Iman Hariri-Kia’s debut novel is at the center of fashion media’s digital awakening


“I read a lot of Teen Vogue when I was younger,” Iman Hariri-Kia says on Zoom, wearing a dark fuchsia blazer the same color as the cover of her debut novel, A hundred other girls, released last week. Sitting at the dining table in her fifth-floor walk-up building on New York’s Lower East Side, she touches the gold necklace around her neck as she speaks. “At the time, it was much more ambitious than relatable for me. It showed all these thin, white, upper-class women who weren’t necessarily direct reflections of myself.

Born and raised in New York to Iranian parents, Hariri-Kia attended a private school in Manhattan, where she felt like “a fish out of water.” The author, editor and writer experienced racism at a young age and as a result, felt frustrated with her honey-colored skin and naturally thick body hair. Books and writing became a way for her to momentarily escape her situation and find her own place in a world where she didn’t quite fit in.

It’s a similar story for Noora, the main protagonist of Hariri-Kia’s novel. A witty blogger in New York, Noora lands a job at Vinyl magazine, her dream publication, as an assistant to iconic diva-like editor-in-chief Loretta James. Noora’s dream quickly turns into a nightmare when she’s at the center of a turf war between the print and digital teams, and finds herself facing tokenization as a supposedly Middle Eastern writer. purge his trauma into articles for clicks and likes.

The cover of Iman Hariri-Kia’s first novel, A hundred other girls.

Courtesy of the author

Inspired by her own experience working in the media – Hariri-Kia was once a rookie assistant at Teen Vogue –A hundred other girls draws heavily from digitizing the publication and shifting policy toward covering more social justice topics in the wake of Donald Trump’s election victory. “Ultimately this was the start of the digital media boom, young people were writing and editing for the site, and the print magazine receded at what many would consider the height of its popularity,” recalls Hariri Kia. “Looking at how decisions were made behind the scenes, it was the first time I felt like this was the right one. [material] for fiction”.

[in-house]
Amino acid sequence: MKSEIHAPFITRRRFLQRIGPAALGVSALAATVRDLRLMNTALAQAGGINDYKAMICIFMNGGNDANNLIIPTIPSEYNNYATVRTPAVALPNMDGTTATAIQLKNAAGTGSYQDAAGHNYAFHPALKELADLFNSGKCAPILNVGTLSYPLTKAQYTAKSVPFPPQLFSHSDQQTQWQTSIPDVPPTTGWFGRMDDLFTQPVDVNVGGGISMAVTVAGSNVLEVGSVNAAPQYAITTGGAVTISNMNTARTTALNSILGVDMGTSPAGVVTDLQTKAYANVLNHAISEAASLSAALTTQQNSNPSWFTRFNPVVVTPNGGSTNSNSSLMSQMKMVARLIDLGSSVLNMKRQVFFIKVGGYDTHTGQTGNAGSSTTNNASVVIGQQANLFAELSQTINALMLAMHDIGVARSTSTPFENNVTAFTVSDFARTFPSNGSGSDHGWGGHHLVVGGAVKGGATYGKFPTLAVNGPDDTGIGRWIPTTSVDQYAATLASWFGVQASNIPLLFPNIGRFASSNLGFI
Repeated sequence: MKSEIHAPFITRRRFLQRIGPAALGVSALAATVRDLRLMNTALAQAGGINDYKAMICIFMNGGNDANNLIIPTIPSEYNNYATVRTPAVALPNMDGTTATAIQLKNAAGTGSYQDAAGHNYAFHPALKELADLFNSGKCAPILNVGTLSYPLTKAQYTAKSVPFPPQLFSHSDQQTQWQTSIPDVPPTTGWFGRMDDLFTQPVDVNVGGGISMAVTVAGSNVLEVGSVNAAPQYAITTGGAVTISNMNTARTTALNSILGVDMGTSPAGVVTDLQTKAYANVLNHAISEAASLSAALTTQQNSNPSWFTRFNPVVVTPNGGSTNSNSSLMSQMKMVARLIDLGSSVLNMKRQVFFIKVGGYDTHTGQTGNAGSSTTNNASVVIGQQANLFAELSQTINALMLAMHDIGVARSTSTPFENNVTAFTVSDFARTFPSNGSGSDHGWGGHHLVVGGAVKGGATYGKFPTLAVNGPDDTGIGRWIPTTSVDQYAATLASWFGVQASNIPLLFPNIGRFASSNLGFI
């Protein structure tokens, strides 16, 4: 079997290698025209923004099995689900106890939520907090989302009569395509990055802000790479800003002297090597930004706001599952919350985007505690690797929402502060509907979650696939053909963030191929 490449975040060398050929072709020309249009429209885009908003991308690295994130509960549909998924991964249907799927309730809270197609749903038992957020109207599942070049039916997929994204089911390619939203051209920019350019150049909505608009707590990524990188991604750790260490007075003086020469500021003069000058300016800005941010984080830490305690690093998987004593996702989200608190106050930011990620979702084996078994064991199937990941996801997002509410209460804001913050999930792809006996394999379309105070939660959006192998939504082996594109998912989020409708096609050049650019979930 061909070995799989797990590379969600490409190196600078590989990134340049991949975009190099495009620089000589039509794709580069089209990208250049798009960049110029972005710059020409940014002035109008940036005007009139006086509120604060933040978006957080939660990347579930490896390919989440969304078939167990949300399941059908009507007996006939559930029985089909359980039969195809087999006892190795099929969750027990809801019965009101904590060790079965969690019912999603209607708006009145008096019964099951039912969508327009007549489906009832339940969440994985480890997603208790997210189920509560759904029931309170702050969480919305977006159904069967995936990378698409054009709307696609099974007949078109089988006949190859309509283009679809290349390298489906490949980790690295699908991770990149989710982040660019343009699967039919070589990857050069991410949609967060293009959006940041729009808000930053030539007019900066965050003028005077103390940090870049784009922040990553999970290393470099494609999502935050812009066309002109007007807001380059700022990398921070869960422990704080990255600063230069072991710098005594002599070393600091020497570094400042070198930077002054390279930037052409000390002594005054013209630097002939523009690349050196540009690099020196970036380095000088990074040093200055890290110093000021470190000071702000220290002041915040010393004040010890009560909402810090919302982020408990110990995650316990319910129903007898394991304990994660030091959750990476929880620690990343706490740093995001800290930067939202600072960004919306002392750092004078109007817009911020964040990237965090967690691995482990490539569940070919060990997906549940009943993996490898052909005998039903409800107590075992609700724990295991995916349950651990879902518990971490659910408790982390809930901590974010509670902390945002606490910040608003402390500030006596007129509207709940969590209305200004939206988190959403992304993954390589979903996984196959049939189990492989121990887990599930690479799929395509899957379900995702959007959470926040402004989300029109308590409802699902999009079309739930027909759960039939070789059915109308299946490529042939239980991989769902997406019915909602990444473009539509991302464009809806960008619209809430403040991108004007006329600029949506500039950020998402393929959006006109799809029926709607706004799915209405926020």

Throughout the novel, Noora struggles to navigate a media landscape in which she is misunderstood and exoticized, but always remains eager to write and share the stories of marginalized people without losing her integrity as a journalist. . Hariri-Kia describes many parts of the book as “autofiction”. But “that said, I definitely romanticized the whole thing. I’m not as spunky and messy and salacious as Noora,” she adds with a laugh.

While pain, exploitation and long working hours tend to lurk behind the surreal glamor of a career in fashion, Hariri-Kia’s characters use their everyday outfits to express their identities. Noora attends her job interview in a tie-dye “slinky dress” she picked up at Beacon’s Closet; Saffron, a nonbinary publisher from the Midwest, wears a jumpsuit with cowboy boots and an arm covered in tattoos; and Leila, Noora’s ultra-feminine older sister, likes to wear tight dresses and sexy jumpsuits reminiscent of Donna Summer or Iranian pop star Googoosh.

“I wanted to dress all of my characters fabulously, and I wanted to show that people from different backgrounds are often the tastemakers in the play,” says Hariri-Kia. The first novelist sits with O to discuss her own wardrobe, her favorite designers and how to use fashion as a way to “fake it until you make it”.